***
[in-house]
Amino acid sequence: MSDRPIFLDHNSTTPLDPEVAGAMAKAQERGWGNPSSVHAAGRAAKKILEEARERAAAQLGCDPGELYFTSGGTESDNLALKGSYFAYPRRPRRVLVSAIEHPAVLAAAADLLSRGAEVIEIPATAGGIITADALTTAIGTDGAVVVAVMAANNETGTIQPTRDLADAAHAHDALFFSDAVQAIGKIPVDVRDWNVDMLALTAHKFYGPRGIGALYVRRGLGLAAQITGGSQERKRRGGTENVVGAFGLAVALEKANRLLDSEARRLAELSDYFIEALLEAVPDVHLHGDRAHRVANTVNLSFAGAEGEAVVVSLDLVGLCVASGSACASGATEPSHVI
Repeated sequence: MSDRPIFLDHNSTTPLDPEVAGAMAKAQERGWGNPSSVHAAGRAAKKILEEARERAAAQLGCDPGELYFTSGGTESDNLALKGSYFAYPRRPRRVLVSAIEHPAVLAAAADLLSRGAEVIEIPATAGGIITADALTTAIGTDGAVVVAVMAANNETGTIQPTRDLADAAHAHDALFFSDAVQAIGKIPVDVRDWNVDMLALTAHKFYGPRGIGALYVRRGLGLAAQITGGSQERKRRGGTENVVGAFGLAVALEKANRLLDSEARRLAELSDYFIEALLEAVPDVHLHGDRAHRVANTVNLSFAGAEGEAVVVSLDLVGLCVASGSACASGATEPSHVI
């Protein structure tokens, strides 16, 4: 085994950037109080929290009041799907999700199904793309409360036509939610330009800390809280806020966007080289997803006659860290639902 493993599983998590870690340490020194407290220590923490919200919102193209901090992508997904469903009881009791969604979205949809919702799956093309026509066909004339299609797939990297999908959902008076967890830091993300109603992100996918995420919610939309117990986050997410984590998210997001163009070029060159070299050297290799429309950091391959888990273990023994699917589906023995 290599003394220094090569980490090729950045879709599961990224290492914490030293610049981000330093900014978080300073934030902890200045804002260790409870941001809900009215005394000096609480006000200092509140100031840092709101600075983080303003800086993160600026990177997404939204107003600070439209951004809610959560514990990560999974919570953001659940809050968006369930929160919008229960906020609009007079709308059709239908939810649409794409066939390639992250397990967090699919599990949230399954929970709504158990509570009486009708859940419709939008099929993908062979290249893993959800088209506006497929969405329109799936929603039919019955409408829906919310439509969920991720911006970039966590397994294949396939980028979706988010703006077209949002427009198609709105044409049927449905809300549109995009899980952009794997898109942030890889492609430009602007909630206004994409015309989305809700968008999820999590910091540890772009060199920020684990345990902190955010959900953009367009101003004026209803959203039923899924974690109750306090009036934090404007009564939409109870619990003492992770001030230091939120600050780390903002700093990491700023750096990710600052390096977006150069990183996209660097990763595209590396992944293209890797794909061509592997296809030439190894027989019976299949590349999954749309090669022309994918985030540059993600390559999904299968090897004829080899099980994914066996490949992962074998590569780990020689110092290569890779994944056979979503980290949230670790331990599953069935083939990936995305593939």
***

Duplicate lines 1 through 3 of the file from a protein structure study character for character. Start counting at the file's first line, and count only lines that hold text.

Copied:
[in-house]
Amino acid sequence: MSDRPIFLDHNSTTPLDPEVAGAMAKAQERGWGNPSSVHAAGRAAKKILEEARERAAAQLGCDPGELYFTSGGTESDNLALKGSYFAYPRRPRRVLVSAIEHPAVLAAAADLLSRGAEVIEIPATAGGIITADALTTAIGTDGAVVVAVMAANNETGTIQPTRDLADAAHAHDALFFSDAVQAIGKIPVDVRDWNVDMLALTAHKFYGPRGIGALYVRRGLGLAAQITGGSQERKRRGGTENVVGAFGLAVALEKANRLLDSEARRLAELSDYFIEALLEAVPDVHLHGDRAHRVANTVNLSFAGAEGEAVVVSLDLVGLCVASGSACASGATEPSHVI
Repeated sequence: MSDRPIFLDHNSTTPLDPEVAGAMAKAQERGWGNPSSVHAAGRAAKKILEEARERAAAQLGCDPGELYFTSGGTESDNLALKGSYFAYPRRPRRVLVSAIEHPAVLAAAADLLSRGAEVIEIPATAGGIITADALTTAIGTDGAVVVAVMAANNETGTIQPTRDLADAAHAHDALFFSDAVQAIGKIPVDVRDWNVDMLALTAHKFYGPRGIGALYVRRGLGLAAQITGGSQERKRRGGTENVVGAFGLAVALEKANRLLDSEARRLAELSDYFIEALLEAVPDVHLHGDRAHRVANTVNLSFAGAEGEAVVVSLDLVGLCVASGSACASGATEPSHVI